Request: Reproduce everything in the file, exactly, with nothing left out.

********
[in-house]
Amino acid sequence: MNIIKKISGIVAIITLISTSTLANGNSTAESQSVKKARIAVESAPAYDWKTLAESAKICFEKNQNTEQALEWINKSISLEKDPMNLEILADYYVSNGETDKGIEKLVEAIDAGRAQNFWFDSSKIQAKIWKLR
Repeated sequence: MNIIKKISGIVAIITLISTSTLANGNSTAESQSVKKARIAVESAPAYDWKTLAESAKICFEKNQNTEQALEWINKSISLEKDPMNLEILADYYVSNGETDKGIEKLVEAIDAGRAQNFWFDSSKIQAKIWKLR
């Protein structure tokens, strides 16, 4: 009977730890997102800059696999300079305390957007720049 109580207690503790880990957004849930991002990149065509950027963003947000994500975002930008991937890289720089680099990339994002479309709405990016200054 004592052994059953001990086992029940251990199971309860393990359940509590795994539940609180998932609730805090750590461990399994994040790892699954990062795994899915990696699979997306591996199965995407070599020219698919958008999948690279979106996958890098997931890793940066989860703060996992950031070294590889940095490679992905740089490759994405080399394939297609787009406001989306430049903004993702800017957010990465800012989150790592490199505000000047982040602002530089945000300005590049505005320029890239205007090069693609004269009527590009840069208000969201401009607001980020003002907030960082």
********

[in-house]
Amino acid sequence: MNIIKKISGIVAIITLISTSTLANGNSTAESQSVKKARIAVESAPAYDWKTLAESAKICFEKNQNTEQALEWINKSISLEKDPMNLEILADYYVSNGETDKGIEKLVEAIDAGRAQNFWFDSSKIQAKIWKLR
Repeated sequence: MNIIKKISGIVAIITLISTSTLANGNSTAESQSVKKARIAVESAPAYDWKTLAESAKICFEKNQNTEQALEWINKSISLEKDPMNLEILADYYVSNGETDKGIEKLVEAIDAGRAQNFWFDSSKIQAKIWKLR
């Protein structure tokens, strides 16, 4: 009977730890997102800059696999300079305390957007720049 109580207690503790880990957004849930991002990149065509950027963003947000994500975002930008991937890289720089680099990339994002479309709405990016200054 004592052994059953001990086992029940251990199971309860393990359940509590795994539940609180998932609730805090750590461990399994994040790892699954990062795994899915990696699979997306591996199965995407070599020219698919958008999948690279979106996958890098997931890793940066989860703060996992950031070294590889940095490679992905740089490759994405080399394939297609787009406001989306430049903004993702800017957010990465800012989150790592490199505000000047982040602002530089945000300005590049505005320029890239205007090069693609004269009527590009840069208000969201401009607001980020003002907030960082």